Malaria mortality in Africa and Asia: evidence from INDEPTH health and demographic surveillance system sites.
Streatfield PK., Khan WA., Bhuiya A., Hanifi SMA., Alam N., Diboulo E., Sié A., Yé M., Compaoré Y., Soura AB., Bonfoh B., Jaeger F., Ngoran EK., Utzinger J., Melaku YA., Mulugeta A., Weldearegawi B., Gomez P., Jasseh M., Hodgson A., Oduro A., Welaga P., Williams J., Awini E., Binka FN., Gyapong M., Kant S., Misra P., Srivastava R., Chaudhary B., Juvekar S., Wahab A., Wilopo S., Bauni E., Mochamah G., Ndila C., Williams TN., Desai M., Hamel MJ., Lindblade KA., Odhiambo FO., Slutsker L., Ezeh A., Kyobutungi C., Wamukoya M., Delaunay V., Diallo A., Douillot L., Sokhna C., Gómez-Olivé FX., Kabudula CW., Mee P., Herbst K., Mossong J., Chuc NTK., Arthur SS., Sankoh OA., Tanner M., Byass P.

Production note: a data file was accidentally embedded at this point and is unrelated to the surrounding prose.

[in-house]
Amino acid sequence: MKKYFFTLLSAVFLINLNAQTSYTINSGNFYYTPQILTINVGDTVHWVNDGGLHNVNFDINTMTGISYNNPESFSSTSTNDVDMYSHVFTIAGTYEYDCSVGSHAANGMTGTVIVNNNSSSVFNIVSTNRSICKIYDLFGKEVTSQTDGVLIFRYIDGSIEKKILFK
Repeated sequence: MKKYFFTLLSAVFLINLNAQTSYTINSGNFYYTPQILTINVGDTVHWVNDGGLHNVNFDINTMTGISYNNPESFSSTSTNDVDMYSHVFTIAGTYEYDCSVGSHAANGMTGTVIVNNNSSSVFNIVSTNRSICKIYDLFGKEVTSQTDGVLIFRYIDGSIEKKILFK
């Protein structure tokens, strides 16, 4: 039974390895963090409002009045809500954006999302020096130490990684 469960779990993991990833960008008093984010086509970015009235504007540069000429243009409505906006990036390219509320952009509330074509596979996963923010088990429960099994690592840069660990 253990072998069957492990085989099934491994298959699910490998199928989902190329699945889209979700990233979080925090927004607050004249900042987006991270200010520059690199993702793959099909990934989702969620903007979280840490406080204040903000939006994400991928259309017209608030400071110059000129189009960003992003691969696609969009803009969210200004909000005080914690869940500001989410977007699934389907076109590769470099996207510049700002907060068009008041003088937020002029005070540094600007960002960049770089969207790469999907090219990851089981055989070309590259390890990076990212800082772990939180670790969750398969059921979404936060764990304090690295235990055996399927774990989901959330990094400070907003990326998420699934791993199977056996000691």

BackgroundMalaria continues to be a major cause of infectious disease mortality in tropical regions. However, deaths from malaria are most often not individually documented, and as a result overall understanding of malaria epidemiology is inadequate. INDEPTH Network members maintain population surveillance in Health and Demographic Surveillance System sites across Africa and Asia, in which individual deaths are followed up with verbal autopsies.ObjectiveTo present patterns of malaria mortality determined by verbal autopsy from INDEPTH sites across Africa and Asia, comparing these findings with other relevant information on malaria in the same regions.DesignFrom a database covering 111,910 deaths over 12,204,043 person-years in 22 sites, in which verbal autopsy data were handled according to the WHO 2012 standard and processed using the InterVA-4 model, over 6,000 deaths were attributed to malaria. The overall period covered was 1992-2012, but two-thirds of the observations related to 2006-2012. These deaths were analysed by site, time period, age group and sex to investigate epidemiological differences in malaria mortality.ResultsRates of malaria mortality varied by 1:10,000 across the sites, with generally low rates in Asia (one site recording no malaria deaths over 0.5 million person-years) and some of the highest rates in West Africa (Nouna, Burkina Faso: 2.47 per 1,000 person-years). Childhood malaria mortality rates were strongly correlated with Malaria Atlas Project estimates of Plasmodium falciparum parasite rates for the same locations. Adult malaria mortality rates, while lower than corresponding childhood rates, were strongly correlated with childhood rates at the site level.ConclusionsThe wide variations observed in malaria mortality, which were nevertheless consistent with various other estimates, suggest that population-based registration of deaths using verbal autopsy is a useful approach to understanding the details of malaria epidemiology.